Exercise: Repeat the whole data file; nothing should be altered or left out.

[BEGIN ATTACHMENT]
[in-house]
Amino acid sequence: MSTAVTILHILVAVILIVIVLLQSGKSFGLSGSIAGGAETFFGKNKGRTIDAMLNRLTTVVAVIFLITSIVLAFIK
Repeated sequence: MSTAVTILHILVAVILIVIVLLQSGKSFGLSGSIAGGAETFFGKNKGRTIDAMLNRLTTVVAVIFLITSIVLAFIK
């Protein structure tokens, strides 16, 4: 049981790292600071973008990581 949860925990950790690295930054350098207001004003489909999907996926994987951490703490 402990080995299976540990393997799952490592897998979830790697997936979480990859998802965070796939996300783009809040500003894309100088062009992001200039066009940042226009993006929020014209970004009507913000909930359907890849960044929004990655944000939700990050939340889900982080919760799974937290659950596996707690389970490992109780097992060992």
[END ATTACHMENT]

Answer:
[in-house]
Amino acid sequence: MSTAVTILHILVAVILIVIVLLQSGKSFGLSGSIAGGAETFFGKNKGRTIDAMLNRLTTVVAVIFLITSIVLAFIK
Repeated sequence: MSTAVTILHILVAVILIVIVLLQSGKSFGLSGSIAGGAETFFGKNKGRTIDAMLNRLTTVVAVIFLITSIVLAFIK
């Protein structure tokens, strides 16, 4: 049981790292600071973008990581 949860925990950790690295930054350098207001004003489909999907996926994987951490703490 402990080995299976540990393997799952490592897998979830790697997936979480990859998802965070796939996300783009809040500003894309100088062009992001200039066009940042226009993006929020014209970004009507913000909930359907890849960044929004990655944000939700990050939340889900982080919760799974937290659950596996707690389970490992109780097992060992």